English Paper Rough 1

Submitted By Geoffrey-Oyler
Words: 1457
Pages: 6

Geoffrey Oyler
English 110
September 23, 2014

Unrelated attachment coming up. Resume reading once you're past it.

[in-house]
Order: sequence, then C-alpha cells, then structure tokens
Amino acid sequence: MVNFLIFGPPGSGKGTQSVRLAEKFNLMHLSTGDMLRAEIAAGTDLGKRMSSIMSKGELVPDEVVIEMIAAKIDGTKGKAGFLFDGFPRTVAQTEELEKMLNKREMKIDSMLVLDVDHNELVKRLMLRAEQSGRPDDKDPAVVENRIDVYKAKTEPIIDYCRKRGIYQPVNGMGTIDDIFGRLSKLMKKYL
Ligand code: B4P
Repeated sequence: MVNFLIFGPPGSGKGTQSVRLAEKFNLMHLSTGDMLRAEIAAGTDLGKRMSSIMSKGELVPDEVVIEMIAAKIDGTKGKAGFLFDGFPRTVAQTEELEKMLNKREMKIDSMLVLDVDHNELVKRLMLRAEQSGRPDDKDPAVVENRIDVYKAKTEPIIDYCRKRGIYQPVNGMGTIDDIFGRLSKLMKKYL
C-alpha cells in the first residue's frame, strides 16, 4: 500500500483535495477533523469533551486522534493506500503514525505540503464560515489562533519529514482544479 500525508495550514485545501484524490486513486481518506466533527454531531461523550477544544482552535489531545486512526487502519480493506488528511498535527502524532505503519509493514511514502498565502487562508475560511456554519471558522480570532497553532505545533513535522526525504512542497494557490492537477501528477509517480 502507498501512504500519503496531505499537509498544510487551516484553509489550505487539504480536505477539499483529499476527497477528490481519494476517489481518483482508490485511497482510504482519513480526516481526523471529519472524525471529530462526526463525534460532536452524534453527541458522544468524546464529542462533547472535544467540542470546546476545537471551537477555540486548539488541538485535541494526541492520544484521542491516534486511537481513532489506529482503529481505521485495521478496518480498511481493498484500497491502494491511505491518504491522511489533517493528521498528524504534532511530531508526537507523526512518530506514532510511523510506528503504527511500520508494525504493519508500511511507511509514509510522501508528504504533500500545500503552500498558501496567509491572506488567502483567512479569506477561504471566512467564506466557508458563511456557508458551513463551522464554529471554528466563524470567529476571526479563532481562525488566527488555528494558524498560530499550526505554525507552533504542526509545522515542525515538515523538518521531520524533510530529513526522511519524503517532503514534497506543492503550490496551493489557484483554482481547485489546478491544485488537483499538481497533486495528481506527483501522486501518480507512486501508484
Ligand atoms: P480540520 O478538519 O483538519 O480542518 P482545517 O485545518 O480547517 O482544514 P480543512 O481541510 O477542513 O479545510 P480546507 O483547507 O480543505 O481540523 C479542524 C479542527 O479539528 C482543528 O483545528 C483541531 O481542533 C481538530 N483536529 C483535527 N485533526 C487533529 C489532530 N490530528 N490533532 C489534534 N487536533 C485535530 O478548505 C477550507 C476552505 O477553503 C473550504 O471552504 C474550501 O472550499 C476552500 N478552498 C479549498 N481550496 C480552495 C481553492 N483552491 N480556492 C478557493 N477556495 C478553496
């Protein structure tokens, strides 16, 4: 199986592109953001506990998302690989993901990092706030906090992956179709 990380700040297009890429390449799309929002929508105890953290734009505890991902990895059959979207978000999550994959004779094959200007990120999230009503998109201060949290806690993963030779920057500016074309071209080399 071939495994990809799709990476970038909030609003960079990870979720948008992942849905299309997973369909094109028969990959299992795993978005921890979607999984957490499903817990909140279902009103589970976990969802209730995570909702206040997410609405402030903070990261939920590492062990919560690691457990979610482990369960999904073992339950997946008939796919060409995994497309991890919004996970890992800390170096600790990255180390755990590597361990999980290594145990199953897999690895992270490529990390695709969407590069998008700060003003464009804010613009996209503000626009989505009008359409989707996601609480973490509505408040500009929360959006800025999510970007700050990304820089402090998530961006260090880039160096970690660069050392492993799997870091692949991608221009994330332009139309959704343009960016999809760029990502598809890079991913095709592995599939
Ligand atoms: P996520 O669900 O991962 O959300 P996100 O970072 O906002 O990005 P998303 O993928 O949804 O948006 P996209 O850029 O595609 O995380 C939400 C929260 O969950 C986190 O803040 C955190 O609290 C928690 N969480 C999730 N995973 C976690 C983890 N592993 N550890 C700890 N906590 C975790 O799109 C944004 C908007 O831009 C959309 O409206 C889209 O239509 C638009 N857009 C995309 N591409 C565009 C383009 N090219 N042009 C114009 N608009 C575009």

Rough Draft Appiah’s essay, “Racial Identities”, presents the idea that people should not live their lives with the specific identities that our culture has displayed over time. Every culture has their own specific stereotype for themselves and other ethnicities. Throughout the world but especially in American culture people are prematurely judged by their outward appearance and beliefs before one has even gotten to know them. Appiah is suggesting that instead of judging by one’s skin color and race we “live with fractured identities; engage in identity play; find solidarity, yes but recognize contingency, and above all, practice irony” (62). In short he is saying that we should be living with the identity’s that have been takena and to be one’s own person. Finding something new about yourself that’s out of the normal routine. Finding a group of others with the same emotions and beliefs as one’s self. But At the same time keeping an open mind. Lastly don’t be afraid to step outside your stereotypical role that you have been assigned in life. Each cultural group is cast into certain categories. Asians are generally considered to be well educated in mathematics, African Americans are well known for being great basketball players, while Canadians excel in the sport of hockey. It takes great courage to break out of one’s stereotypical role in society. The Olympic swimmer Cullen Jones has done just that. Cullen Jones is one of the few African American swimmers in the world who is at the elite Olympic level. There is an erroneous stereotype in America that African Americans can’t swim. This assumption has been proved wrong by the United States African American swimmer Cullen Jones who has won several Olympic medals in the past two Olympics. As being one of the only African American’s to be noteworthy in the sport of swimming he has been cast as the representative for the sport and his race. He defies the social norm by being the barrier breaker who has shown the world that swimming skills aren’t based on one’s color. He’s not the only athlete to break away from expected expectations though. Yao Ming is a retired basketball player for the Houston Rockets. The stereotype that Chinese people are short is completely broken by this man who is seven feet six inches tall and has surpassed all expectations that his society has been cast with about expectations for Chinese athletes. Many athletes, such as these two, broke through the wall of social norms to reach their own dreams and quite possibly pave the way for others of not only the athletic world, but the entire world itself In our society, many people live two separate lives, one for everyday appearance and the other as a secret from others. One example that’s present in New York City is the famous prostitution house, East Grand Road in the Simplex building. The women who participate there live a secret life in order to make ends meet. The pressures of daily bills and expenses have practically forced the hands of some of these girls to trade sexual favors for cash just to get by. The likelihood of their friends and family knowing about their secret night job is slim to none. The fear of disgracing their family, not to mention the shame of doing such a demeaning job is plenty incentive to keep this dark world a secret from the worker’s loved ones. The family wouldn’t support their relative’s career choice and if word got around that this was her profession there is a likely chance of discrimination from future potential jobs that do not involve sexual favors. Although this may sound bad to live with a “hidden” life may be best sometimes because the truth isn’t always accepted as the cultural norm and is often not easy to hear. Not divulging every secret about one’s life protects oneself and others from embarrassment and judgment. Appiah says in his essay that living two lives like these women do is